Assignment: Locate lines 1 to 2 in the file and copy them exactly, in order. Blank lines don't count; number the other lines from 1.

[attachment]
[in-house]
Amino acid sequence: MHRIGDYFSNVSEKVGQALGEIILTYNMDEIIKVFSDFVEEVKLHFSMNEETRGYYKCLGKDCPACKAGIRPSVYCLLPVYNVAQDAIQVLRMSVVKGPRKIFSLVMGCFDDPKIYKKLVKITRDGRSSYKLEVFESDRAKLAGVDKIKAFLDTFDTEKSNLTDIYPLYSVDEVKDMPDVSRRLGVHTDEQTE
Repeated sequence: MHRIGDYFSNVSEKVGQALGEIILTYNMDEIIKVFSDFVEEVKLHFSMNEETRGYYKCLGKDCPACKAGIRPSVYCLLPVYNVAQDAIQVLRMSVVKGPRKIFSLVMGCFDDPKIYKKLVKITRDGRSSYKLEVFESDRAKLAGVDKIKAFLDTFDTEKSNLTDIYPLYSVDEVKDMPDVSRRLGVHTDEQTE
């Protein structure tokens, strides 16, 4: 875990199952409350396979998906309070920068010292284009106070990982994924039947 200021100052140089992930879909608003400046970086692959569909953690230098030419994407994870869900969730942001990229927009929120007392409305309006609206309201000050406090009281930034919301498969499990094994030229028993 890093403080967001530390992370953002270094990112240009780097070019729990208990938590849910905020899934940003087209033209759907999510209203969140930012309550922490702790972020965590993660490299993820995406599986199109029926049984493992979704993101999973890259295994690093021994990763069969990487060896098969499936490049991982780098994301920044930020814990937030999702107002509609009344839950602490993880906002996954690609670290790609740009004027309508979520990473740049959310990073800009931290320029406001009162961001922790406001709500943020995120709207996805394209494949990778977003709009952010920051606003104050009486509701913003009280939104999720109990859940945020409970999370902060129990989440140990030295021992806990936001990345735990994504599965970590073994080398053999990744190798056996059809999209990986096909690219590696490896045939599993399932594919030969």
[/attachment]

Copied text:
[in-house]
Amino acid sequence: MHRIGDYFSNVSEKVGQALGEIILTYNMDEIIKVFSDFVEEVKLHFSMNEETRGYYKCLGKDCPACKAGIRPSVYCLLPVYNVAQDAIQVLRMSVVKGPRKIFSLVMGCFDDPKIYKKLVKITRDGRSSYKLEVFESDRAKLAGVDKIKAFLDTFDTEKSNLTDIYPLYSVDEVKDMPDVSRRLGVHTDEQTE